This week’s releases see a brand-new First Person Shooter, a revived look at two of your favorite platform gamers, and possibly the biggest disappointment for a movie ever (but that’s not going to stop you from wanting to see it).
Mario and Donkey Kong: Minis on the Move
(3DS, $10, Everyone)
The puzzle-centric Mario vs. Donkey Kong franchise takes a weird right turn, replacing a Lemmings-like platforming setup for a Pipe Dream-style grid. Mini Mario toys march down a pre-set path, and it’s up to you to juggle an onslaught of pieces to help the little guys make it to each exit.
There are more than 180 levels, each piling on the intensity and complexity than the previous one, and managing to pave the road to success for your Minis can make you feel like a super-genius. That is, if the monotony doesn’t get you down. Fail a specific board enough times, in enough different ways, and you feel as though you’re stuck in Groundhog Day, forced to live through drudgery-inducing failures in order to memorize the lone correct path to getting inside Andie McDowell’s pants… uh, I mean, advancing to the next level. The price is good for a 3DS download, although you can find games that are a lot like this on smartphones for $1 or less.
Metro: Last Light
(360, PS3, $60)
The shooter/survival horror mash-up – a follow-up to the tense but sloppy 2010 game Metro 2033 – tells a dark, gritty, oh-so-Russian tale of stragglers scrapping to get by in a ruined society overrun by monstrous mutants. Stuck in the darkened transit system underneath an obliterated Moscow, you scrounge for rare ammo, solve obtuse puzzles and take on cold-blooded enemies.
Storytelling takes center stage, overcoming occasionally rough, raw gameplay mechanics to keep you hooked in the moment. The saga of ravenous forces scrapping and dealing for survival brings to mind the feel of The Walking Dead comics and show, and the oddball cultural touches give the world an alien, yet still somehow familiar, feel that sucks you in.
($25 Blu-ray, $15 DVD)
The Wachowskis, makers of The Matrix and its crappy sequels, and Tom Tykwer (Run Lola Run) team up for one zany hayride. Tom Hanks and Halle Berry take on several different roles in this mash-up of parallel tales that span various time periods and universes. Little that happens onscreen makes sense, and what does coalesce is weighed down by heavy-handed symbolism. Although there are some memorable moments, the bold experiment of a movie far outkicks its coverage, resulting in an oddball grab bag of pretentious nonsense. The Blu-ray/DVD/digital copy combo includes a ridiculously brief set of cast/crew interview snippets, plus five other short featurettes that talk about adapting the story, designing the movie’s look and analyzing the performances.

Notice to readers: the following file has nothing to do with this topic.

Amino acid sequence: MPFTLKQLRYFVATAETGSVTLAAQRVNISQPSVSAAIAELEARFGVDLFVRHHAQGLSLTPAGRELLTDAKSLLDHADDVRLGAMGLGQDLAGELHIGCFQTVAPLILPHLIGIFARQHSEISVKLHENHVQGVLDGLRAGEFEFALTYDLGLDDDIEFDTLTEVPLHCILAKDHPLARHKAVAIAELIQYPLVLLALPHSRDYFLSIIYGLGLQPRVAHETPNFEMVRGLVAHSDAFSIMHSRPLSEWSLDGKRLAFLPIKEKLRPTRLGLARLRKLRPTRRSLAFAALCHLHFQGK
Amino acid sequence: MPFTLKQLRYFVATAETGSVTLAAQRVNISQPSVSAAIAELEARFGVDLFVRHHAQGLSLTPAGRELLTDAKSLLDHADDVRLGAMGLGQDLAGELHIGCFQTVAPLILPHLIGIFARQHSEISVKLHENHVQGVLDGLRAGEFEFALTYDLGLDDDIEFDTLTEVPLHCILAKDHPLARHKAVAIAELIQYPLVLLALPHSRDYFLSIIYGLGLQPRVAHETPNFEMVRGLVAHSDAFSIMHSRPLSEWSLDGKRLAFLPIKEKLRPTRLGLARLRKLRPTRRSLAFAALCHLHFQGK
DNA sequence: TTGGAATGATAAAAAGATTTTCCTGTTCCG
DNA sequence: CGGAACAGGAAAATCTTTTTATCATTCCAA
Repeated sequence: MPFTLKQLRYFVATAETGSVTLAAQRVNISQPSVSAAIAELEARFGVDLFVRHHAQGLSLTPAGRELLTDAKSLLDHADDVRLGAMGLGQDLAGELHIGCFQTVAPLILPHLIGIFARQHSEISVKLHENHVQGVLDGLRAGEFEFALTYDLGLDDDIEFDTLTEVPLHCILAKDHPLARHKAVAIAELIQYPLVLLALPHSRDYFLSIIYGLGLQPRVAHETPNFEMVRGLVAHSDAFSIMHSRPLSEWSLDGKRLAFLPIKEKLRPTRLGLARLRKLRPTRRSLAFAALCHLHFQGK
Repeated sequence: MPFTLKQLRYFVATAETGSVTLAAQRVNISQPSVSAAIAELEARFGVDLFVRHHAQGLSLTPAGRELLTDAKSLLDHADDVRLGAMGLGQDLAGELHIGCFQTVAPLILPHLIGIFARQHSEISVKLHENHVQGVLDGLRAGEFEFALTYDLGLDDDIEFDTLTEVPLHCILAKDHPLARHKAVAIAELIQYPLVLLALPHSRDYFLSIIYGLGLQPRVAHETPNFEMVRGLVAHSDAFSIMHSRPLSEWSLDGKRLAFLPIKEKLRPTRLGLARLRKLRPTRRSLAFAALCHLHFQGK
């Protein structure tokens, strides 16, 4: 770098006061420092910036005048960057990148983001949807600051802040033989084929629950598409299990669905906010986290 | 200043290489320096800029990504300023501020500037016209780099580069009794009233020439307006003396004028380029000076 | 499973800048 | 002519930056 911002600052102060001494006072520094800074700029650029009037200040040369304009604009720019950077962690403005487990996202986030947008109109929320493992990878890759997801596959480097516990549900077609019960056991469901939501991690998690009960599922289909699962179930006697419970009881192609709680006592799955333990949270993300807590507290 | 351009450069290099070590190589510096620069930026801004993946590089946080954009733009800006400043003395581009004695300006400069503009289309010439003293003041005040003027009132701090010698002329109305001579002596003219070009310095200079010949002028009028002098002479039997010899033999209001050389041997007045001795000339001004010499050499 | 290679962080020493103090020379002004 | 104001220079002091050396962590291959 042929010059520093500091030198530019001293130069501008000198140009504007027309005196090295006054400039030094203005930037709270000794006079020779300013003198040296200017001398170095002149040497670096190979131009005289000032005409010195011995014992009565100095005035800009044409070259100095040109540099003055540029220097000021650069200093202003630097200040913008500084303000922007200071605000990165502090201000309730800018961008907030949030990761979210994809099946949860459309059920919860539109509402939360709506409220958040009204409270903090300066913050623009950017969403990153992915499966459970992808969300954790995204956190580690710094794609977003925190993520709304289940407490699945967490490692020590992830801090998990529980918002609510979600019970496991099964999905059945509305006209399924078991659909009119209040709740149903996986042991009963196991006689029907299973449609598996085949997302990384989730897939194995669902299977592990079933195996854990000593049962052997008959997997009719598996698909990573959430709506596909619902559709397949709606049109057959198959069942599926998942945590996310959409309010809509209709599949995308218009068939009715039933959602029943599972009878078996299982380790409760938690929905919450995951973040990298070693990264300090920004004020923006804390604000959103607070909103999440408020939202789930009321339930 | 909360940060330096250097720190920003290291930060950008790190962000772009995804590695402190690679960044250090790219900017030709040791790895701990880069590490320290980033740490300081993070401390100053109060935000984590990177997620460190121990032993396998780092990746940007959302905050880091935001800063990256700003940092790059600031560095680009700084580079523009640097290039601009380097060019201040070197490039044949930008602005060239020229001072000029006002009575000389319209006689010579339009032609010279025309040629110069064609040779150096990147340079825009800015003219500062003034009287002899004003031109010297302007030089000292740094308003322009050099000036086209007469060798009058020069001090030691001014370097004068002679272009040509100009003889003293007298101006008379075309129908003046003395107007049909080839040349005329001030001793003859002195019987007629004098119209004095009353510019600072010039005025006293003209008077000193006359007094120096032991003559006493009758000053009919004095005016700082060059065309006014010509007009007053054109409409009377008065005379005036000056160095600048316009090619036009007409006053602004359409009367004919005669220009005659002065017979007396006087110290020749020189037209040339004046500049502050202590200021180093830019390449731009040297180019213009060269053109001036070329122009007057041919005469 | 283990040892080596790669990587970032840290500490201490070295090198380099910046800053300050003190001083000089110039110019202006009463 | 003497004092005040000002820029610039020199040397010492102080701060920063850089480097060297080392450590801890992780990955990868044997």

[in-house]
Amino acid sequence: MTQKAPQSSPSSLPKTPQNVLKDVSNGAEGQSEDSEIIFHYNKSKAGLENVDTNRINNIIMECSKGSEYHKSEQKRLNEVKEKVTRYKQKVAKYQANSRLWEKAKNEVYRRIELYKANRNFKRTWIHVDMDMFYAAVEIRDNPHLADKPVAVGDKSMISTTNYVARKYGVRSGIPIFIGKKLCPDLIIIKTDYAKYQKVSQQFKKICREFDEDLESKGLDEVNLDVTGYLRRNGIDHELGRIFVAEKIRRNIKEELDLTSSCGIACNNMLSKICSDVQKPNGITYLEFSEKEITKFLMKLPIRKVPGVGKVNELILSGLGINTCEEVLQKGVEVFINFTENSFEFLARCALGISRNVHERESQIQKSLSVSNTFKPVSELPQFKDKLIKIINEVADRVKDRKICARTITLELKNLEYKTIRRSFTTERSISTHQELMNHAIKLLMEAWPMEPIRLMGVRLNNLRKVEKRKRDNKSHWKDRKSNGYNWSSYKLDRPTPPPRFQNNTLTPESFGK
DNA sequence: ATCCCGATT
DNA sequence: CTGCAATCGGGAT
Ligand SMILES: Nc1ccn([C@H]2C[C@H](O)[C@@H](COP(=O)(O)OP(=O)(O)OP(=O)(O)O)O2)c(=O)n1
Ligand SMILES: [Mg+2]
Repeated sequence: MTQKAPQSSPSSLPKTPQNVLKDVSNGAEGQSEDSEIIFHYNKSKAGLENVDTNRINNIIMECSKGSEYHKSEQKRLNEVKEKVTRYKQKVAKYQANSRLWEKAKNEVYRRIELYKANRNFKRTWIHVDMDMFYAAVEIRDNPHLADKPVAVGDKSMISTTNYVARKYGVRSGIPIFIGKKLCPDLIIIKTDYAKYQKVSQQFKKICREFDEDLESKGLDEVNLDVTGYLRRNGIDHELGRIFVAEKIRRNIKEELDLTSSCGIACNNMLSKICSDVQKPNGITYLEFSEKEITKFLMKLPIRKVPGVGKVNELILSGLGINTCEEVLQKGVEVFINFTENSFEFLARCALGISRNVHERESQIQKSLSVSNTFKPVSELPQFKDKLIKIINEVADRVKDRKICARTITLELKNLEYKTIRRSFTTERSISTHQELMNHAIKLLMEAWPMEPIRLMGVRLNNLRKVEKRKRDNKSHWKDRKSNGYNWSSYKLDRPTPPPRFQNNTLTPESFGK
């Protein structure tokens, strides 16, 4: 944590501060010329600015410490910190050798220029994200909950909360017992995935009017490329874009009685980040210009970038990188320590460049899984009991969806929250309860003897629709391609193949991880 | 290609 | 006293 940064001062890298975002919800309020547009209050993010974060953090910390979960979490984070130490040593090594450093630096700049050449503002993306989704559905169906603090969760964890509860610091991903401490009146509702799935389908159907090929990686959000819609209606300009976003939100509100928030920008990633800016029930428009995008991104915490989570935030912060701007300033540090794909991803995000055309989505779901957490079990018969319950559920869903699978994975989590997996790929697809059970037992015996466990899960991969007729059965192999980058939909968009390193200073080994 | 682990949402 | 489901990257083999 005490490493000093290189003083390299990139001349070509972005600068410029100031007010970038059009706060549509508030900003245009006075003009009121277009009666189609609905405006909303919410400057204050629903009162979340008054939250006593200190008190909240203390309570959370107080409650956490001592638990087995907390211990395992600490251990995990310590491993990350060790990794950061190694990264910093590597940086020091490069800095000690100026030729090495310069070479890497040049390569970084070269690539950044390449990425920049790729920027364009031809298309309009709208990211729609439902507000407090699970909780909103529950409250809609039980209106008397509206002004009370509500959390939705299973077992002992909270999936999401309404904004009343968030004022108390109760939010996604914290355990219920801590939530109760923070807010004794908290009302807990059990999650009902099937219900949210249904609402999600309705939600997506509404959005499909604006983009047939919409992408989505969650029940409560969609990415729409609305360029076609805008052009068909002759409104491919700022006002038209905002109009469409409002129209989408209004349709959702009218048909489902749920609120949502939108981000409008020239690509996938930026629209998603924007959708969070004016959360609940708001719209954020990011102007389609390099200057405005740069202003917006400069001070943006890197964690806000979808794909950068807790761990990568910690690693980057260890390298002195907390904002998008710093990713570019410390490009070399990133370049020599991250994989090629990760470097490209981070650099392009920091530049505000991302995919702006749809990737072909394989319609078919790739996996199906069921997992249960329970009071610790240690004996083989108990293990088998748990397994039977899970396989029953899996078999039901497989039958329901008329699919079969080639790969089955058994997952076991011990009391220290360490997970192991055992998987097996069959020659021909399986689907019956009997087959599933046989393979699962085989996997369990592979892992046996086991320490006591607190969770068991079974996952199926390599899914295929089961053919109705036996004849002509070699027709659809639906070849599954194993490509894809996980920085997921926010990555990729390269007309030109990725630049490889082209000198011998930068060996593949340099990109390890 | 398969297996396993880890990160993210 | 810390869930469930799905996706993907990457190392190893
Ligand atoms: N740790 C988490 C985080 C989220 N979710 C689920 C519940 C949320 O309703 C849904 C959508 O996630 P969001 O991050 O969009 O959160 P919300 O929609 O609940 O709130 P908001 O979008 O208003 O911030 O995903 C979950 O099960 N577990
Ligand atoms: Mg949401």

Did you know that Evil Dead/Spider-Man maestro Sam Raimi turned a script from the genius Coen Bros. into a 1985 screwball comedy? No? That’s probably because all parties involved did their best to keep the knowledge of this abomination from you as long as possible. Now that the mess has crawled out of its cave to make itself known, it can go back in and die. The cartoony romp spins the saga of how a man came to be sentenced to death, framed for murders he didn’t commit. The brain-numbing one-liners, wretched special effects — even for 1985 — and atrocious acting on display show little of the filmmakers’ talents. This was rock bottom, and things would only get better for Raimi and the Coens afterward. Raimi’s pal Bruce Campbell, who has a supporting part in the movie, does the heavy lifting in the extras, providing commentary and sitting down for a 15-minute interview.
Dexter: Season 7
($45 Blu-ray, $35 DVD)
Righteous-minded Miami detective/serial killer Dexter (Michael C. Hall) is forced to make adjustments because the show’s tired formula gets a much-needed tune-up in this go-round. Now his sister and boss, played by Jennifer Carpenter, is onto his secret, and he’s got to re-evaluate his personal life, morality and methods while engaging in the usual struggles with rival killers and fending off investigations from another lawman. The trademark over-narration is still there to suck away a lot of the fun, but the Showtime drama has found new life as it spins into the eighth and final season. The Bu-ray includes digital copies of the episodes but is otherwise extras-free.
($20 Blu-ray, $15 DVD)
With all the awful sequels and remakes, including this one, it’s easy to forget that the original 1974 The Texas Chain Saw Massacre — yep, it was so old school that it spelled “chain saw” that way — is one of the greatest horror films ever made. This follow-up, stocked with a no-name cast, tries to recapture that magic by posing as a direct sequel to that film. That’s where the good ideas stop. This barely-watchable hackfest can’t even generate decent shocks or T&A, and manages to render the formidable Leatherface into little more than a goofy, chainsaw-waving mascot. The Blu-ray includes 3D and 2D versions, a digital copy, cast interviews, an alternate opening and a short look back at the horror franchise, which has seen far better days.
Screeners were provided by the publishers for review.